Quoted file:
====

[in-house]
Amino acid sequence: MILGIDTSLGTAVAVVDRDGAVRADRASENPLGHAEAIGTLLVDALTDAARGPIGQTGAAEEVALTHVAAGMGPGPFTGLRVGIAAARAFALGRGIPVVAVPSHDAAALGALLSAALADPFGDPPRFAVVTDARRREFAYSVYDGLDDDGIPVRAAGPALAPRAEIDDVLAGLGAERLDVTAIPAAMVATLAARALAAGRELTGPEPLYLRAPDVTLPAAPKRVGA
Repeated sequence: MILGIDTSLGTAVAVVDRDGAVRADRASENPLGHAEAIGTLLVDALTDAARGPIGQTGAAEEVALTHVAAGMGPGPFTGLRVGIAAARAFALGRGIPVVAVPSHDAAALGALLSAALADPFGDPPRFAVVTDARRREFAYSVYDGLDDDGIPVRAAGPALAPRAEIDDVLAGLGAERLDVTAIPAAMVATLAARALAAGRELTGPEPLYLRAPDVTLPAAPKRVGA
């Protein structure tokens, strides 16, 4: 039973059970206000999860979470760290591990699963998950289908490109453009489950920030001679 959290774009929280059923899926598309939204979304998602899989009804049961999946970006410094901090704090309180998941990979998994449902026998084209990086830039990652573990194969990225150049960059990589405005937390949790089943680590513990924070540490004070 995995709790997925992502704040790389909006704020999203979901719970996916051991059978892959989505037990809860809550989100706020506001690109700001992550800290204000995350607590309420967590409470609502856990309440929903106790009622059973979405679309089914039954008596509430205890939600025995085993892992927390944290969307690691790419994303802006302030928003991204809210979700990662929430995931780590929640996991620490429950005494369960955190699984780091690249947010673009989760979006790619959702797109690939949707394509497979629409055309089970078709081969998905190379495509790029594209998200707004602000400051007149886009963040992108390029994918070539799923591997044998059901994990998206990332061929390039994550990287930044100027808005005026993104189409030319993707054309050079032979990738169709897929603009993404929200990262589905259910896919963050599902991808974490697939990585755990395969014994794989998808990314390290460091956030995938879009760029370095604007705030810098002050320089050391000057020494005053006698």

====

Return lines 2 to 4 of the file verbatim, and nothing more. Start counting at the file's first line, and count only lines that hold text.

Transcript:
Amino acid sequence: MILGIDTSLGTAVAVVDRDGAVRADRASENPLGHAEAIGTLLVDALTDAARGPIGQTGAAEEVALTHVAAGMGPGPFTGLRVGIAAARAFALGRGIPVVAVPSHDAAALGALLSAALADPFGDPPRFAVVTDARRREFAYSVYDGLDDDGIPVRAAGPALAPRAEIDDVLAGLGAERLDVTAIPAAMVATLAARALAAGRELTGPEPLYLRAPDVTLPAAPKRVGA
Repeated sequence: MILGIDTSLGTAVAVVDRDGAVRADRASENPLGHAEAIGTLLVDALTDAARGPIGQTGAAEEVALTHVAAGMGPGPFTGLRVGIAAARAFALGRGIPVVAVPSHDAAALGALLSAALADPFGDPPRFAVVTDARRREFAYSVYDGLDDDGIPVRAAGPALAPRAEIDDVLAGLGAERLDVTAIPAAMVATLAARALAAGRELTGPEPLYLRAPDVTLPAAPKRVGA
């Protein structure tokens, strides 16, 4: 039973059970206000999860979470760290591990699963998950289908490109453009489950920030001679 959290774009929280059923899926598309939204979304998602899989009804049961999946970006410094901090704090309180998941990979998994449902026998084209990086830039990652573990194969990225150049960059990589405005937390949790089943680590513990924070540490004070 995995709790997925992502704040790389909006704020999203979901719970996916051991059978892959989505037990809860809550989100706020506001690109700001992550800290204000995350607590309420967590409470609502856990309440929903106790009622059973979405679309089914039954008596509430205890939600025995085993892992927390944290969307690691790419994303802006302030928003991204809210979700990662929430995931780590929640996991620490429950005494369960955190699984780091690249947010673009989760979006790619959702797109690939949707394509497979629409055309089970078709081969998905190379495509790029594209998200707004602000400051007149886009963040992108390029994918070539799923591997044998059901994990998206990332061929390039994550990287930044100027808005005026993104189409030319993707054309050079032979990738169709897929603009993404929200990262589905259910896919963050599902991808974490697939990585755990395969014994794989998808990314390290460091956030995938879009760029370095604007705030810098002050320089050391000057020494005053006698």